When I say they brought the rain, they brought the RAIN! Yo. When @ladybugsnlola / @daniqueevents asked me for this pose, I had low hopes. Not in her skill but in my ability to look badass turned sideways like this. I’m not the most flexible so this pose kinda makes my eyes cross. Thank goodness for sunglasses. Lol. Anyway, the pic was fire so I hired @acdramon to do his Photoshop magic on it and damn! My fade is tight (thanks @tiontuckerallen), my fangs are poppin, and I look as fierce as I can with my eyes unintentionally crossing! Thanks for making a cosplayer look good! #cosplay #blade #daywalker #marvel #vampire #suckheads #bigbeautifulcosplay #curvywomen #blackgeeks #BlackWomen #BlackGirlMagic #CurvyCosplay #sword #CosplayAnyWay

A post shared by TaLynn Kel (@talynnkel) on

Do you believe the cosplay community is inclusive of people who are not slim, white, and/or able-bodied?

TK: I think the cosplay community is a microcosm of larger society—which is not inclusive of people who are not slim, white, and/or able-bodied. In fact, I know it’s not. People pay lip service to this but then when you look at who and what they approve of, it still favors those categories. When you see disabled cosplayers, they are often slim and white. When you see Black cosplayers, they are often slim and able-bodied. When you see fat cosplayers, they are usually white and able-bodied. Rarely will you see a disabled, plus-size, POC cosplayer in a magazine or on a poster or billboard. They are rarely noticed, much less featured.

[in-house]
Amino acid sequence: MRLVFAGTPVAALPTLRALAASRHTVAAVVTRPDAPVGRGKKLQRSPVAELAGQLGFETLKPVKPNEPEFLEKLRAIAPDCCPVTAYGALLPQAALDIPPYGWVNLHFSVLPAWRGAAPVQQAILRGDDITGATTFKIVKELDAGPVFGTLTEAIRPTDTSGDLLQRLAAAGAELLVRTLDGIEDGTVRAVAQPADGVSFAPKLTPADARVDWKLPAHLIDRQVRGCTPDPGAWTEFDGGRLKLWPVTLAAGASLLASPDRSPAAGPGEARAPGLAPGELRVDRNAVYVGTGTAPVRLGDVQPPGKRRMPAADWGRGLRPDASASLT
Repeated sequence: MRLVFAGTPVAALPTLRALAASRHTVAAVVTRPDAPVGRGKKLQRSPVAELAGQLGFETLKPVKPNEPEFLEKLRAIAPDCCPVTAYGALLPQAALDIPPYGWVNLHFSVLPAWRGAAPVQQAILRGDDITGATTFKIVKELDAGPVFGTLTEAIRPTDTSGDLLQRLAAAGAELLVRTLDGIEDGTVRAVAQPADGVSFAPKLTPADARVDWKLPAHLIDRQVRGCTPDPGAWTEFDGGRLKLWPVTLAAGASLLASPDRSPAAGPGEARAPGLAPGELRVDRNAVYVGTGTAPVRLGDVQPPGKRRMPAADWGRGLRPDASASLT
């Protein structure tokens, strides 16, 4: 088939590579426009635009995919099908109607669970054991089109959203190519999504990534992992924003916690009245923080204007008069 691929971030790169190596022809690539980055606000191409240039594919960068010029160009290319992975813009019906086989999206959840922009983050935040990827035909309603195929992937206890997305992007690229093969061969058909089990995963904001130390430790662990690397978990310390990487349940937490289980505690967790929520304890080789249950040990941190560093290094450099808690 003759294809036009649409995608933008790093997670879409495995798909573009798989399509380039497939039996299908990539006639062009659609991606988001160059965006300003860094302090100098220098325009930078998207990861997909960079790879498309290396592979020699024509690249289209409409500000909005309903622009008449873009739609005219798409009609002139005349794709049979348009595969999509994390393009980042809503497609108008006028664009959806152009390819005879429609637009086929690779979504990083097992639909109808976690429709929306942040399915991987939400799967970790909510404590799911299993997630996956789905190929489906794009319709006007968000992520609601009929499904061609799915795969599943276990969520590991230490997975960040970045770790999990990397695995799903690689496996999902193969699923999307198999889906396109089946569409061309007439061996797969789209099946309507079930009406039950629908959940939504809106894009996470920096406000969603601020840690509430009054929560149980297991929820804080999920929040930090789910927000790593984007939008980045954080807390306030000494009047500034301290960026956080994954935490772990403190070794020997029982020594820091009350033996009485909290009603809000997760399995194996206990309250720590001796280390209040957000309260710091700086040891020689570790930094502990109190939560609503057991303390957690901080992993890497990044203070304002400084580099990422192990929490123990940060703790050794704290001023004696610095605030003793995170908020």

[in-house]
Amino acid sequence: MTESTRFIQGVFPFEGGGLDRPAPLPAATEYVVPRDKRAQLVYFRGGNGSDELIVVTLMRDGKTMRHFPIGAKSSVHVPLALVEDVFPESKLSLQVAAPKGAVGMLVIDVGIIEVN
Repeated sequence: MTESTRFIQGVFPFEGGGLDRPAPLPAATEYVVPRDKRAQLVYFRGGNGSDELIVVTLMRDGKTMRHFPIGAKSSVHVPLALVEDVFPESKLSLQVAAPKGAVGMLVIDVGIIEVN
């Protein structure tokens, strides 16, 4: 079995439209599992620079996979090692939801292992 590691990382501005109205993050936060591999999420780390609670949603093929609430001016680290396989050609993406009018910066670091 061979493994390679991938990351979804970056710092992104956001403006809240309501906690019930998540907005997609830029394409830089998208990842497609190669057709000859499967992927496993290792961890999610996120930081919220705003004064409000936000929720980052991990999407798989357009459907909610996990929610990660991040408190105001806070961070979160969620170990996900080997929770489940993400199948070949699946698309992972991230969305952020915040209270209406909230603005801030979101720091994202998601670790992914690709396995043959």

JG: Yes and no. I feel pockets of it are very inclusive, without a doubt, and pockets of it are, let’s be real, shitty to POC cosplayers, fat cosplayers, non-able-bodied cosplayers, and more. Hell, there are pockets of it that are even shitty to cosplayers who are white or East Asian with slim bodies and large chests, so it can feel like nothing [about] your body is the “correct” and “perfect” cosplay type.

CloudKBD: I think on the surface they really are. A lot of people in the cosplay community really want inclusivity, but there’s an undercurrent of *accuracy* that’s really hard to fight against. People see an impossibly proportioned character, or a character of a specific race, or a character of a certain gender, and anything that breaks that conception—no matter how accurate the cosplay—just becomes white noise I think. It’s definitely an uphill battle.

Do you think it can be more inclusive? How so?